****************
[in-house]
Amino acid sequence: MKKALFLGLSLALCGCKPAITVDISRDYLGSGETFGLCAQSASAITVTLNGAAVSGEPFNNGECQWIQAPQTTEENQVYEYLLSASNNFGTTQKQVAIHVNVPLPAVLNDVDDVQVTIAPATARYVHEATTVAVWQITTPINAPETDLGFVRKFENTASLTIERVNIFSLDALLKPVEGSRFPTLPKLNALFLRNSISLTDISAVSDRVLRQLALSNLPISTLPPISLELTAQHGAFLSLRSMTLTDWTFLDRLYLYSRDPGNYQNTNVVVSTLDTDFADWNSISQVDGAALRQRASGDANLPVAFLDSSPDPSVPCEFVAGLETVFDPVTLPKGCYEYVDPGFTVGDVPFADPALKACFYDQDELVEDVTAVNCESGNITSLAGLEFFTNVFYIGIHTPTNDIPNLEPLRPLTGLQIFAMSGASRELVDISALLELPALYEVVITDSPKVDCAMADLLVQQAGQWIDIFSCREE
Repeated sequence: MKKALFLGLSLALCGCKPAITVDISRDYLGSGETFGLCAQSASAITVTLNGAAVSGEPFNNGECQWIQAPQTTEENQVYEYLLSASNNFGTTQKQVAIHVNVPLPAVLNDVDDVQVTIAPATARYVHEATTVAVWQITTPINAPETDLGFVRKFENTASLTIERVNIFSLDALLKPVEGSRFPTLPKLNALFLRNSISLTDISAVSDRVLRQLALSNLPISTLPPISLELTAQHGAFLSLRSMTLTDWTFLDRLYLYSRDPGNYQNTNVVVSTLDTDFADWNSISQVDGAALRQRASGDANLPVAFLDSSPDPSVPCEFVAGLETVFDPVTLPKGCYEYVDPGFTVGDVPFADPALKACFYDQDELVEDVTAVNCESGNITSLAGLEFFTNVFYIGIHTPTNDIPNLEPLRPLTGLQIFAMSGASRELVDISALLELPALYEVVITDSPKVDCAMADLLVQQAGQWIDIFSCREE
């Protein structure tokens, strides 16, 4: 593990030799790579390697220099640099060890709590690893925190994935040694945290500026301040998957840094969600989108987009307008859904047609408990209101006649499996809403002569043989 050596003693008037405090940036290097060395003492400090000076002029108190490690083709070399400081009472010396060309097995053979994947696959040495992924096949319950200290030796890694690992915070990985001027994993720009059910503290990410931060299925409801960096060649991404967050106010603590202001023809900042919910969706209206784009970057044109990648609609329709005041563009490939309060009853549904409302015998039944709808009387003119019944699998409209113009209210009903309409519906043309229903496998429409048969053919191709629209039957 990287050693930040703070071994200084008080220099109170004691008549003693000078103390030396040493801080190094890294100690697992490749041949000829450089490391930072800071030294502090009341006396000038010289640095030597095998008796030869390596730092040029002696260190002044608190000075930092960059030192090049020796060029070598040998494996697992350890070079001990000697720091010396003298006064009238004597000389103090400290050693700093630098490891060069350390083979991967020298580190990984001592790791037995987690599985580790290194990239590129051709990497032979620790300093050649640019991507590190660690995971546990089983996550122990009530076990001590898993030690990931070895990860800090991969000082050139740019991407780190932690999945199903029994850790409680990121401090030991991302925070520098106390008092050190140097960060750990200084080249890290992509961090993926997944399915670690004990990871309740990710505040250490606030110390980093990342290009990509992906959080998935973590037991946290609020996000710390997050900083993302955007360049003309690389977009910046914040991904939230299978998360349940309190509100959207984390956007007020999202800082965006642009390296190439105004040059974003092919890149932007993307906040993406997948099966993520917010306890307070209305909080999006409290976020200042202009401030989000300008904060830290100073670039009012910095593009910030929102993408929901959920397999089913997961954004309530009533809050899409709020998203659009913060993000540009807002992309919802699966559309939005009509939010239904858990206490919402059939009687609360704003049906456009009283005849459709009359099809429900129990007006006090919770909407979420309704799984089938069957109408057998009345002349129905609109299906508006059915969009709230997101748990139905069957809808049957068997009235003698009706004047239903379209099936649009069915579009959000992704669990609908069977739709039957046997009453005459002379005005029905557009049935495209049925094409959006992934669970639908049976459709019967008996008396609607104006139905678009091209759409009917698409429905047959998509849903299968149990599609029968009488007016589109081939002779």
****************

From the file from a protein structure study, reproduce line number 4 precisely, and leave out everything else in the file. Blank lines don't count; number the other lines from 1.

């Protein structure tokens, strides 16, 4: 593990030799790579390697220099640099060890709590690893925190994935040694945290500026301040998957840094969600989108987009307008859904047609408990209101006649499996809403002569043989 050596003693008037405090940036290097060395003492400090000076002029108190490690083709070399400081009472010396060309097995053979994947696959040495992924096949319950200290030796890694690992915070990985001027994993720009059910503290990410931060299925409801960096060649991404967050106010603590202001023809900042919910969706209206784009970057044109990648609609329709005041563009490939309060009853549904409302015998039944709808009387003119019944699998409209113009209210009903309409519906043309229903496998429409048969053919191709629209039957 990287050693930040703070071994200084008080220099109170004691008549003693000078103390030396040493801080190094890294100690697992490749041949000829450089490391930072800071030294502090009341006396000038010289640095030597095998008796030869390596730092040029002696260190002044608190000075930092960059030192090049020796060029070598040998494996697992350890070079001990000697720091010396003298006064009238004597000389103090400290050693700093630098490891060069350390083979991967020298580190990984001592790791037995987690599985580790290194990239590129051709990497032979620790300093050649640019991507590190660690995971546990089983996550122990009530076990001590898993030690990931070895990860800090991969000082050139740019991407780190932690999945199903029994850790409680990121401090030991991302925070520098106390008092050190140097960060750990200084080249890290992509961090993926997944399915670690004990990871309740990710505040250490606030110390980093990342290009990509992906959080998935973590037991946290609020996000710390997050900083993302955007360049003309690389977009910046914040991904939230299978998360349940309190509100959207984390956007007020999202800082965006642009390296190439105004040059974003092919890149932007993307906040993406997948099966993520917010306890307070209305909080999006409290976020200042202009401030989000300008904060830290100073670039009012910095593009910030929102993408929901959920397999089913997961954004309530009533809050899409709020998203659009913060993000540009807002992309919802699966559309939005009509939010239904858990206490919402059939009687609360704003049906456009009283005849459709009359099809429900129990007006006090919770909407979420309704799984089938069957109408057998009345002349129905609109299906508006059915969009709230997101748990139905069957809808049957068997009235003698009706004047239903379209099936649009069915579009959000992704669990609908069977739709039957046997009453005459002379005005029905557009049935495209049925094409959006992934669970639908049976459709019967008996008396609607104006139905678009091209759409009917698409429905047959998509849903299968149990599609029968009488007016589109081939002779």